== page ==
Page 48 of the Summer issue attributes “Don’t Fence Me In” to Sammy Kaye, rather than Cole Porter. Kaye may have had a hit record of the tune, but Porter wrote its music and lyrics. Or did he? Apparently, the point was litigated, as described in Cole Porter, a biography by William McBrien, a distant cousin of mine who spent a year at Notre Dame but left due to illness. He eventually studied at Saint John’s University and retired last year from his role as a professor of English at Hofstra University.
New York, New York
I am applying for the job as music editor. You may need one after crediting Sammy Kaye!! instead of Cole Porter for the lyrics of “Don’t fence me in.” For shame . . . Sammy Kaye indeed! The rest of the issue is, as usual, superb. Thank you for such a great magazine.
Friend of ND
In your Summer 03 issue on page 31, Mr. Joseph Epstein leads in his article with a quote from Kris Kristofferson’s song “Me and Bobby McGee.” He refers to it as a “popular song from the 1960s.” Please advise Mr. Epstein that the song he refers to was not released until August 1971.
Apparently the troubles of The New York Times have spread, re: checking facts before printing stories. Ms Susie Schaab wrote an interesting story on Hurling, saying that someone had claimed to have brought the sport to Notre Dame. The real founder of the sport on campus is Matt Connolly, who first saw the game in Milwaukee, his home town, and played the game long before arriving at ND. The mistake was made at Gaelic Park in Chicago when the announcer misquoted Mr Quinn as the founder. Bishop Croke of Dublin, the original organizer, laid out the rules and regulations for the sport of Hurling and Gaelic Football in the late 1800s. Croke Park is where the Fighting Irish play when visiting Dublin. I’m sure the bishop did a quick turn in his grave when he heard the falsehood.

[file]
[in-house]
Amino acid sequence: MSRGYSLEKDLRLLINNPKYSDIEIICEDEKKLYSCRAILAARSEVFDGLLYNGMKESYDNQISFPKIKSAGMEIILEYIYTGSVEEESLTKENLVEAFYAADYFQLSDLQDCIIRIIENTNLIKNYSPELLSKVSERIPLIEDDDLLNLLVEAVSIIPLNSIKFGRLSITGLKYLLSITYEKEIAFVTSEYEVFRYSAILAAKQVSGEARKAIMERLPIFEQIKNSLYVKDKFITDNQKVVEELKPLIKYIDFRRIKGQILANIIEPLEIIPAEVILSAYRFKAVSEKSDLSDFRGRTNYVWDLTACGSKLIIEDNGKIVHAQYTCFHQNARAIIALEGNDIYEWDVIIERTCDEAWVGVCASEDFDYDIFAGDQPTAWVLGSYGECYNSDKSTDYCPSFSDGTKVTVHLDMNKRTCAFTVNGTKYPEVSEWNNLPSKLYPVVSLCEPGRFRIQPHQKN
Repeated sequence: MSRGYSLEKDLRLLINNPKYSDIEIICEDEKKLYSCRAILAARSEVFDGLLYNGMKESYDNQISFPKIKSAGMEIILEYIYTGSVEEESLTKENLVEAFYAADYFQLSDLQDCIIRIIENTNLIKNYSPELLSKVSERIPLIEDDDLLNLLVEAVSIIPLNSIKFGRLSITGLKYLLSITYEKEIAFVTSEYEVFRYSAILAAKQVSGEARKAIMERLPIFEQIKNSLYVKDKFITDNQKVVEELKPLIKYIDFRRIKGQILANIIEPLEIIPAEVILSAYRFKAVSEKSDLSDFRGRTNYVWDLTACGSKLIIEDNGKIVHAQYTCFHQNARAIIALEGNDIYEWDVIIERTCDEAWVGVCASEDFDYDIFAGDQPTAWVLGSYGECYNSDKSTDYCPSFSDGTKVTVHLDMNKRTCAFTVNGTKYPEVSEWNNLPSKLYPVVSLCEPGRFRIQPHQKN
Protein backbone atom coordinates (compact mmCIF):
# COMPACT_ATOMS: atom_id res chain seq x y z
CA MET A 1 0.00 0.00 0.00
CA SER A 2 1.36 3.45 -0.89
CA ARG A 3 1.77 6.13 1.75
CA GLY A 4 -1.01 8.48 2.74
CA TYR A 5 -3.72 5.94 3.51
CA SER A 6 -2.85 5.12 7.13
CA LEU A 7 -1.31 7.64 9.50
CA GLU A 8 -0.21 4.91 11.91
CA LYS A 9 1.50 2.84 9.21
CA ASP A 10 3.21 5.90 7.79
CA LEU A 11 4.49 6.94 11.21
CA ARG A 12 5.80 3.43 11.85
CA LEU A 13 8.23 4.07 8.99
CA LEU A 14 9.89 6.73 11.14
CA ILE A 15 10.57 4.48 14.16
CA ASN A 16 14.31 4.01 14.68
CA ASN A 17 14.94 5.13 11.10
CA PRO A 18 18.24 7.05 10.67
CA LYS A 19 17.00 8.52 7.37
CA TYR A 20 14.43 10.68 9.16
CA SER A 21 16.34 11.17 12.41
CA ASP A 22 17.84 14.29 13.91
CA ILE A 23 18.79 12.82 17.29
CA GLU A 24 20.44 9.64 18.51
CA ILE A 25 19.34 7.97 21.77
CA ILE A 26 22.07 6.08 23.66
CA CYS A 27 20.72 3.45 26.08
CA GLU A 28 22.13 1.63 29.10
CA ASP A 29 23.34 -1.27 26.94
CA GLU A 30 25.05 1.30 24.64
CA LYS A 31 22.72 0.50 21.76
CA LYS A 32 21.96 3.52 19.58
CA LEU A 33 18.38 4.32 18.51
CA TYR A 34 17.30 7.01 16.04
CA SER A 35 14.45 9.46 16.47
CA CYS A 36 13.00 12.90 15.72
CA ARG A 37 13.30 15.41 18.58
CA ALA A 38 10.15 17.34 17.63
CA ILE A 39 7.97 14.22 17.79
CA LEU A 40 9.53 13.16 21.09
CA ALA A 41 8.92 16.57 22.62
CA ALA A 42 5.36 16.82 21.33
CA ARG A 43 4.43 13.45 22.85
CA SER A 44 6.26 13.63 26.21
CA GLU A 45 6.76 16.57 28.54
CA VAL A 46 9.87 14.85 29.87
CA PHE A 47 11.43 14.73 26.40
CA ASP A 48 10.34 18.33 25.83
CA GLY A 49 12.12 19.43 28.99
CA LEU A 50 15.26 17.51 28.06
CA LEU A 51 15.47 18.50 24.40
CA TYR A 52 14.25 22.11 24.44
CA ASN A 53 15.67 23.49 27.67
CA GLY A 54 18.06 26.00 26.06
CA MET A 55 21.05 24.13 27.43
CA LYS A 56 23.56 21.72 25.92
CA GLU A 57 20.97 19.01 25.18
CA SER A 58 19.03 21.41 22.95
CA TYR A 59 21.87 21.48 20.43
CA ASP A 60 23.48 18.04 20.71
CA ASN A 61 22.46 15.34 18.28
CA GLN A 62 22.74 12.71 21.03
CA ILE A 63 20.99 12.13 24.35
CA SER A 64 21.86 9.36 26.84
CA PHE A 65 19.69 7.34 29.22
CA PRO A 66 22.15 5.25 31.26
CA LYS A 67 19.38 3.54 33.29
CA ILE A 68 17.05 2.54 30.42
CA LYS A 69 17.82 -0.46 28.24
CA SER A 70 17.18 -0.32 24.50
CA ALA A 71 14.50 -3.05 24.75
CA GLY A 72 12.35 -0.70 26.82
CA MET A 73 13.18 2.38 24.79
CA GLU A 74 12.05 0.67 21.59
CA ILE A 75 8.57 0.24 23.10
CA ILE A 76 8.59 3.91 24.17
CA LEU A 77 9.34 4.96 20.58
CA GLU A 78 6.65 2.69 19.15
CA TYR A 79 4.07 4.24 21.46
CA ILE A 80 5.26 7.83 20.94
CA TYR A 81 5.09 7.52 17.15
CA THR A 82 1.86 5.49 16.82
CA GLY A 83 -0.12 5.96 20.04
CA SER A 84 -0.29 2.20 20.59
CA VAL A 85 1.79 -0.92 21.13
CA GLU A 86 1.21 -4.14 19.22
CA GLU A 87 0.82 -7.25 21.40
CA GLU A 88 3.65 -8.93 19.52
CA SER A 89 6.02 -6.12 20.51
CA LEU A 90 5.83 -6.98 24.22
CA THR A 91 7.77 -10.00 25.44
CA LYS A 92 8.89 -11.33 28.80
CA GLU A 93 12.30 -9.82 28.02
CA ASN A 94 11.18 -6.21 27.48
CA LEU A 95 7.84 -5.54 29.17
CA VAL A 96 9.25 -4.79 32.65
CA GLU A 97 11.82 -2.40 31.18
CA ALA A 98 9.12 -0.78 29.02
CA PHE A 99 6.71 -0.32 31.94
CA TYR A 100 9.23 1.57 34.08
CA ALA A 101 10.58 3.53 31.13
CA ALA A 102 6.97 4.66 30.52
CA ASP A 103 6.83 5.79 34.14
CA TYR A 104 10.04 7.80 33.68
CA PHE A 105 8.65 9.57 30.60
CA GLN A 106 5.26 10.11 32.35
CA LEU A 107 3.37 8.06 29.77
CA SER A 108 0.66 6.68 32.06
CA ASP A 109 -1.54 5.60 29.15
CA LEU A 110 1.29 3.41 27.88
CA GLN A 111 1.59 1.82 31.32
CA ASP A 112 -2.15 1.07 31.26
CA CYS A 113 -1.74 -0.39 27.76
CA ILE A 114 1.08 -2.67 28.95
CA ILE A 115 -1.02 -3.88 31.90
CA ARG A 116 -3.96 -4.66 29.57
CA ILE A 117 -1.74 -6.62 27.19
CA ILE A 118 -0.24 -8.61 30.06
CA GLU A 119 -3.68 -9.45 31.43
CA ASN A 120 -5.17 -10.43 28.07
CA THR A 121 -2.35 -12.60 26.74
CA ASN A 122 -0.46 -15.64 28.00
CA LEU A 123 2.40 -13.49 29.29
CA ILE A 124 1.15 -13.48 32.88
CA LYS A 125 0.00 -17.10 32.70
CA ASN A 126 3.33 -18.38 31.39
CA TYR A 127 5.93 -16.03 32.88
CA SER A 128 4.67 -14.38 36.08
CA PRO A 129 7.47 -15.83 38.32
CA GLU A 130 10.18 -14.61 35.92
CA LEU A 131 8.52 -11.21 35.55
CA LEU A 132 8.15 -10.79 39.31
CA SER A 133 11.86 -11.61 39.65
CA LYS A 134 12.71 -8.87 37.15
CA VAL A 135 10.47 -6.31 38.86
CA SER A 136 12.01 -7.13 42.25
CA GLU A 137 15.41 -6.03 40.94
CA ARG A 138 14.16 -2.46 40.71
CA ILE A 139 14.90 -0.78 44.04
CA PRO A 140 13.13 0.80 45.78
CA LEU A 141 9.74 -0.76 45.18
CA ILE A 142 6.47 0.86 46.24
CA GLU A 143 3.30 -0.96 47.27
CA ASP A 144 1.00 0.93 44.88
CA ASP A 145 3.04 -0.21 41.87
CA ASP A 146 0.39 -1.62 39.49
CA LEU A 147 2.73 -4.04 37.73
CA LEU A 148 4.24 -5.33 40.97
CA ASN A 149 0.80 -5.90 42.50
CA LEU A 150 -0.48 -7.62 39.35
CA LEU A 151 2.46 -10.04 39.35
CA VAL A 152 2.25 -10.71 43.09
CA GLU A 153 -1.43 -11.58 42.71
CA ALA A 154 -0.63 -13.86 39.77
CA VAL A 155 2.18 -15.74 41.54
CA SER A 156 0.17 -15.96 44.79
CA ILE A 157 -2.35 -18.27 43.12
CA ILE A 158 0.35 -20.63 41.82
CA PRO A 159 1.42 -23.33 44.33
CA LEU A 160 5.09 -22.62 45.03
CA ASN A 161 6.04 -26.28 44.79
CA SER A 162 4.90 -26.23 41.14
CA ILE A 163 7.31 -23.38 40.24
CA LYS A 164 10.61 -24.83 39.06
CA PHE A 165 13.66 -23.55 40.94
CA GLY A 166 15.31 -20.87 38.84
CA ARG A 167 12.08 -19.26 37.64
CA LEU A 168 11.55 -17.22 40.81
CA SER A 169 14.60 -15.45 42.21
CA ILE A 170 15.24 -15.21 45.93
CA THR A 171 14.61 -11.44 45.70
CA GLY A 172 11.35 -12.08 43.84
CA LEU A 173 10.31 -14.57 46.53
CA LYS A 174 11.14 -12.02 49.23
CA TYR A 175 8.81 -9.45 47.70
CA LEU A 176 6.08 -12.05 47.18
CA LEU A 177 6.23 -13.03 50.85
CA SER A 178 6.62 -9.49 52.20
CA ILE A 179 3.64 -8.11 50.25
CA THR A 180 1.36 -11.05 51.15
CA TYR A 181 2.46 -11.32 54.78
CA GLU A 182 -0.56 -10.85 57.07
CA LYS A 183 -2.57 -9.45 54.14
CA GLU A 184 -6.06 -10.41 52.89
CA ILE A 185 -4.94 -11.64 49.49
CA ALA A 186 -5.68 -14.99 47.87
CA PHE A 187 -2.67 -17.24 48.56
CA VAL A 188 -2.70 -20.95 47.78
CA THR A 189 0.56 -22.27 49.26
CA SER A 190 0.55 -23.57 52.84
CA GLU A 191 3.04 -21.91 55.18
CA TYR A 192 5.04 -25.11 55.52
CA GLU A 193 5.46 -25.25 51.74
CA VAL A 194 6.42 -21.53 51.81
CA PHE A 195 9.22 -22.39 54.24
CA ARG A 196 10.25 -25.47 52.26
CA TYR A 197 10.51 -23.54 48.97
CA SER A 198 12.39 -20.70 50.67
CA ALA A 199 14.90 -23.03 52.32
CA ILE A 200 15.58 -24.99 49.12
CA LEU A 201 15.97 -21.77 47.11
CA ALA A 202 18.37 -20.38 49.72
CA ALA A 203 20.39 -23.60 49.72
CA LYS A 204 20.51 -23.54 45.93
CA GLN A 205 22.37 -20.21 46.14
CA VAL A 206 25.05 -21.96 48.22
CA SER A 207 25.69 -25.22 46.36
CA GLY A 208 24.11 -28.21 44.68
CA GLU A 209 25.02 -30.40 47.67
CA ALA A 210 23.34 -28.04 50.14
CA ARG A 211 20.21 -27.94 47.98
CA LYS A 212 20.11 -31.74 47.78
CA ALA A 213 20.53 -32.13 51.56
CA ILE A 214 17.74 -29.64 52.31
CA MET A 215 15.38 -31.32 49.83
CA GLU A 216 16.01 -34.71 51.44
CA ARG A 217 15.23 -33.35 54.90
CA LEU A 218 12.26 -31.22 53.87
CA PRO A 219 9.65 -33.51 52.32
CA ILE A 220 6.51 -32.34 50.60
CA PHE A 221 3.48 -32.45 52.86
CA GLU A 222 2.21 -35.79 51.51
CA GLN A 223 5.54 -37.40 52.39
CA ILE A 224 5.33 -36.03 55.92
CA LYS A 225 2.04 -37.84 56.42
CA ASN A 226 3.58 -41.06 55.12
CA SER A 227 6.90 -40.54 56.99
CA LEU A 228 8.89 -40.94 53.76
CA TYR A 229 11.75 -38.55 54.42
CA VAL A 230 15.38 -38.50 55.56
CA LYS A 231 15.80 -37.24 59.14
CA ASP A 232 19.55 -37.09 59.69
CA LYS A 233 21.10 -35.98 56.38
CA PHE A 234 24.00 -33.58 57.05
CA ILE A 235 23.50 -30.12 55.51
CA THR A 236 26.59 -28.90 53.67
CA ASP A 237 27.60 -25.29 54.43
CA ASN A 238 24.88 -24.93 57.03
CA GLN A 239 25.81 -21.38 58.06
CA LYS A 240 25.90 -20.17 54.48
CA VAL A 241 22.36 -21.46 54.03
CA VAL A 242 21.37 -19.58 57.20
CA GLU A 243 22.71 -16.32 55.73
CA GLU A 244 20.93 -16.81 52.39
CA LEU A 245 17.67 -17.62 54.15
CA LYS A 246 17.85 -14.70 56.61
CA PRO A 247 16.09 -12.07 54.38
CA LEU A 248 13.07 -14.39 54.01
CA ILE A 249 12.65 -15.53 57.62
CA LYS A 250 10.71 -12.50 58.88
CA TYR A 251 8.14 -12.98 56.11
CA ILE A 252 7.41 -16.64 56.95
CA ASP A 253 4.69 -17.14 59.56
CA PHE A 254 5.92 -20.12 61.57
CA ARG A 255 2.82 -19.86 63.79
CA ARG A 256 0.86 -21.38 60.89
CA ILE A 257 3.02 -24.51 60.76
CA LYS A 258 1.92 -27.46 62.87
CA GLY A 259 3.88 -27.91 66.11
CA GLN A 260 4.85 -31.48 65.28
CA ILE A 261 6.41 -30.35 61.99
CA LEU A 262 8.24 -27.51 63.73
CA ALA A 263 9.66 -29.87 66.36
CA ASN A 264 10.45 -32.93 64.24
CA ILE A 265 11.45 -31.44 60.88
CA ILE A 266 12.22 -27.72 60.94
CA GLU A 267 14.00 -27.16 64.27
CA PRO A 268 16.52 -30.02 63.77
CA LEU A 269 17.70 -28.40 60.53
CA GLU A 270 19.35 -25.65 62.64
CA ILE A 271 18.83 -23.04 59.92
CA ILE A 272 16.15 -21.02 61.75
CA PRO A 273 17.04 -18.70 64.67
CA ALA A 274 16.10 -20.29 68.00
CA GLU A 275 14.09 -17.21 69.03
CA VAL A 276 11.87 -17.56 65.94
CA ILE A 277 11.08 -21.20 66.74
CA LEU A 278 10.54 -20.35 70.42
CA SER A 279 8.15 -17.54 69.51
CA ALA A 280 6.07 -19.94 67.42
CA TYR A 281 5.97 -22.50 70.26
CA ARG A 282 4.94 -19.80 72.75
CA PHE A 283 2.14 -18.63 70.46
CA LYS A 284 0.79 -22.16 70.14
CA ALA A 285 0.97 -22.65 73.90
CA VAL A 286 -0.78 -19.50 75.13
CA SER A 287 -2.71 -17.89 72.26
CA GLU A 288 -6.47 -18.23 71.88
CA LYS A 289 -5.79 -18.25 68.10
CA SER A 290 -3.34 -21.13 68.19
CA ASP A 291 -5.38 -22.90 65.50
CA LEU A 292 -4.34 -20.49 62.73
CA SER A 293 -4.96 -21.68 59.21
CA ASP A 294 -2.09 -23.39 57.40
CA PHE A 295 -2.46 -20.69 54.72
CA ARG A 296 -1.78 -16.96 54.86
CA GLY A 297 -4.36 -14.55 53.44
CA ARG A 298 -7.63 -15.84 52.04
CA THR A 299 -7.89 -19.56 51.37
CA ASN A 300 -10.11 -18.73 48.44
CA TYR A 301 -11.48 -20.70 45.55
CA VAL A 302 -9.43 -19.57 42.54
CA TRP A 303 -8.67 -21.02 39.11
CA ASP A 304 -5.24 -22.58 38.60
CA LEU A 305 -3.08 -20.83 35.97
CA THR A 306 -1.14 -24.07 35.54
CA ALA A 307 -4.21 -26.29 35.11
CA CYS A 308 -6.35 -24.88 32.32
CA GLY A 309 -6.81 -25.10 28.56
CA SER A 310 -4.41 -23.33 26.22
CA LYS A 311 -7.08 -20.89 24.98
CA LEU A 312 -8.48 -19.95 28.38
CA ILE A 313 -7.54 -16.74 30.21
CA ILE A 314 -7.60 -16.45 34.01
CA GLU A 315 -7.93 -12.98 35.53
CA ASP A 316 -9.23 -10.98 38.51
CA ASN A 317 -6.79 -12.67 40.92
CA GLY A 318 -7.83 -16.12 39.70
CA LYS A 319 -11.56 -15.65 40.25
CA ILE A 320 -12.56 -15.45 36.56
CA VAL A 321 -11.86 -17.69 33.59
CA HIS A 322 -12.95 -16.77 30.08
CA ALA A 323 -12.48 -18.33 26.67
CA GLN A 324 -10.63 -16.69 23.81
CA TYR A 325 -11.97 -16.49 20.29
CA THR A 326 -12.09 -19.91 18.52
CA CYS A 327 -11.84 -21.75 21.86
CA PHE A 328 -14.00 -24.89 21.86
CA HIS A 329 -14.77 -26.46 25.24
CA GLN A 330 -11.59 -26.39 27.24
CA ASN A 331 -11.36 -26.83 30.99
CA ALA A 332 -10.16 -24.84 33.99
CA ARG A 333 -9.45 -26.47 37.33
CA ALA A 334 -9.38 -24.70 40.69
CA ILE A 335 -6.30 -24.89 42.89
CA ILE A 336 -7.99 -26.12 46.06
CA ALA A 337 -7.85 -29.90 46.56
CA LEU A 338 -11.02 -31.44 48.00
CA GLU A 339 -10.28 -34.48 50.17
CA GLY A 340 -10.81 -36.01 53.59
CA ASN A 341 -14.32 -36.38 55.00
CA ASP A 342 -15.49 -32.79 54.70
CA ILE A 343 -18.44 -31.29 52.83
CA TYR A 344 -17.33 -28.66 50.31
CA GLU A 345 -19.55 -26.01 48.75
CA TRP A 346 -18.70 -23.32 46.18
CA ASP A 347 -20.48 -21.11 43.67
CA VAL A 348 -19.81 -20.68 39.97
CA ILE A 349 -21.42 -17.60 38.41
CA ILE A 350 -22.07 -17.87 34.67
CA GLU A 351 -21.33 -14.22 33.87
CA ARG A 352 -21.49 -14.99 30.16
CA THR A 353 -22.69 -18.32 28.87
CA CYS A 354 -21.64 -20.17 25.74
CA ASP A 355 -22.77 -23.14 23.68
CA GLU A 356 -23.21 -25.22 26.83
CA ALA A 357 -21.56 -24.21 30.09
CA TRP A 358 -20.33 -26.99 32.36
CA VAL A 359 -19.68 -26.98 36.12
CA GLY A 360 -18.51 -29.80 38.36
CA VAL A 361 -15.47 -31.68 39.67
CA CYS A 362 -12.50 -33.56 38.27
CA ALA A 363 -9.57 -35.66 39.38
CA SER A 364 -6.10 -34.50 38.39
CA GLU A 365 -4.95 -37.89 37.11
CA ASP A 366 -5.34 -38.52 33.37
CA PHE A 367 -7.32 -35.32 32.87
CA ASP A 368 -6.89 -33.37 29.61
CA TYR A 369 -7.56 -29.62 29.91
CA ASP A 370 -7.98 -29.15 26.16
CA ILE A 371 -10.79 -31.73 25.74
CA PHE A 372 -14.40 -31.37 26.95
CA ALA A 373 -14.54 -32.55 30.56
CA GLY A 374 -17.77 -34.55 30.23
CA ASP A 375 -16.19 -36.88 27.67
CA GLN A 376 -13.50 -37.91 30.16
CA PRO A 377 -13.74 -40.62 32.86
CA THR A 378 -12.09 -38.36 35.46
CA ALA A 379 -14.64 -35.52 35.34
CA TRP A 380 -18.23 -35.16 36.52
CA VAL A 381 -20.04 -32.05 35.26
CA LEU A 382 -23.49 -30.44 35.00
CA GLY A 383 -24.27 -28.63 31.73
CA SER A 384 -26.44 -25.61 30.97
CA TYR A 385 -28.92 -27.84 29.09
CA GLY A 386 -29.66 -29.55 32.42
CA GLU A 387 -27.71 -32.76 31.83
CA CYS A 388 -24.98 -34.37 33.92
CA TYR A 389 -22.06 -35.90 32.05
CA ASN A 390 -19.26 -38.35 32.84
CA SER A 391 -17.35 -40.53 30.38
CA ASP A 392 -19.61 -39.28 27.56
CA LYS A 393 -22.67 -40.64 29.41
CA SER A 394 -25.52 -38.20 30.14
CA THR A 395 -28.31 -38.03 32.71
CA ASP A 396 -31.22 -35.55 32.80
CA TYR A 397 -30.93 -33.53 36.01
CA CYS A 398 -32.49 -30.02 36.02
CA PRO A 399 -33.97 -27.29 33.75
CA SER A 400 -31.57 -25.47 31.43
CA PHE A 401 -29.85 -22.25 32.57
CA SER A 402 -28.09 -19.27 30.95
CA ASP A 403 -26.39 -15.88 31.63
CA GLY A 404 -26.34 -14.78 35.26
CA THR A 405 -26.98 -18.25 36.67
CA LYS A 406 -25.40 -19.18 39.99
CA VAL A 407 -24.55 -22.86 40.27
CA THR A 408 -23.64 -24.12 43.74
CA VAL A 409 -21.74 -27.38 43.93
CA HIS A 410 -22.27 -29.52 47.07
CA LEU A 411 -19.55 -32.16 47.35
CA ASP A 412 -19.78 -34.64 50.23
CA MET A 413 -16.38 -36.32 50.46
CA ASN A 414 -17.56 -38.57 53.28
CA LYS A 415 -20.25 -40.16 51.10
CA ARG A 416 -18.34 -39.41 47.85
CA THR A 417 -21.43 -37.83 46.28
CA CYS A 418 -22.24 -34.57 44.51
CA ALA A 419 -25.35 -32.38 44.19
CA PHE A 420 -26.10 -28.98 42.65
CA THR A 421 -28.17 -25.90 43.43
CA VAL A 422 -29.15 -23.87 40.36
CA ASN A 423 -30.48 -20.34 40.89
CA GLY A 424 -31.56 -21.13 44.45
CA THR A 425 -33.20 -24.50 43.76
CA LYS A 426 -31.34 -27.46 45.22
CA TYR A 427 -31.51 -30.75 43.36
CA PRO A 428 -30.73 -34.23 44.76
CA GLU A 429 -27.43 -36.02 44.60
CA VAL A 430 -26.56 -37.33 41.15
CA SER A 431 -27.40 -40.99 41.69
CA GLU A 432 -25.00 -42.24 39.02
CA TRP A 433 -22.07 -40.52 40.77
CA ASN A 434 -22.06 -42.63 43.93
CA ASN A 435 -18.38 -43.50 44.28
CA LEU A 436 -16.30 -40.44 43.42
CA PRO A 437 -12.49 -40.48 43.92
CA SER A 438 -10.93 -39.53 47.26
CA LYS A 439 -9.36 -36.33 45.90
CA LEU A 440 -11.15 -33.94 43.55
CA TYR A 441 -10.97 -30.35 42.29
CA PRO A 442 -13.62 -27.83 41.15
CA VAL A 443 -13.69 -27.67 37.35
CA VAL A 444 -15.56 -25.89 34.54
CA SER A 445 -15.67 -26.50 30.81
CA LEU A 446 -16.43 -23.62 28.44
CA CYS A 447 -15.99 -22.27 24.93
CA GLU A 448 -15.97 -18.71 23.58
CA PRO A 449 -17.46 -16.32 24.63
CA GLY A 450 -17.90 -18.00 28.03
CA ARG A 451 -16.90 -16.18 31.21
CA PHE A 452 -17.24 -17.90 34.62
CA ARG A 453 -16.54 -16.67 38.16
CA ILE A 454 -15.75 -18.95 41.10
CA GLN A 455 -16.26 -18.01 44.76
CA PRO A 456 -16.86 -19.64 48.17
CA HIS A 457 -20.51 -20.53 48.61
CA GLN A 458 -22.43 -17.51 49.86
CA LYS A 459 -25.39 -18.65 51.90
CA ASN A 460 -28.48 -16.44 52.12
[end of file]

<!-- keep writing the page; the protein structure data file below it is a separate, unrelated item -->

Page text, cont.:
It is a joy to see Americans mastering the sport and playing so well for in Ireland children are taught the game beginning at age 7 and many continue to play in pick-up games well into their 50s.
In Milwaukee the sport was started by Tom Mills (grandson of Tom Mills of Rockne fame), in 1995 and has since continued to grow. The founder unfortunately had to retire early with bad knees.
The young Americans who play, love the game to the extent that a student in Paris for a year asked his mother to mail his hurley as he missed it. In Milwaukee we are proud of the young players and doubly proud of Matt Connolly for starting a tradition at Notre Dame.
Mrs M. Mills (wife of Robert P. Mills ’50)
(Editor’s note: The story on hurling said Gerry Quinn founded the hurling club on campus, not that he brought the sport to Notre Dame.)
As a three year resident of Lyons Hall, during the first years of stay hall, I enjoyed your profile of what is still probably the nicest hall on campus. I was disappointed, however, over the omission of the name of perhaps the most important Lyons resident, Frank O’Malley. For many, Frank remains the heart and soul of what Notre Dame has been about.
Doug Lovejoy ’65
I read with great disappointment my alma mater’s stand with the University of Michigan on race-based preferences in admissions (Spring 2003 issue). President Malloy jumps on the politically correct bandwagon, driven by a misplaced liberal guilt in search of “diversity.”
We didn’t fight the Civil War for diversity. And if Dr. King was to be believed, the goal was color-blindness. Notre Dame is supposed to be above color (other than green, of course).
And if my splendid University wishes to strike a blow for students seeking admission, it could use a small fraction of its considerable endowment to cut tuition to $10,000 a year. This would shake down the thunder in colleges across the nation, which appear to be price-fixing tuition at around $35,000, regardless of widely varying operating expenses.
Dave Cameron ’68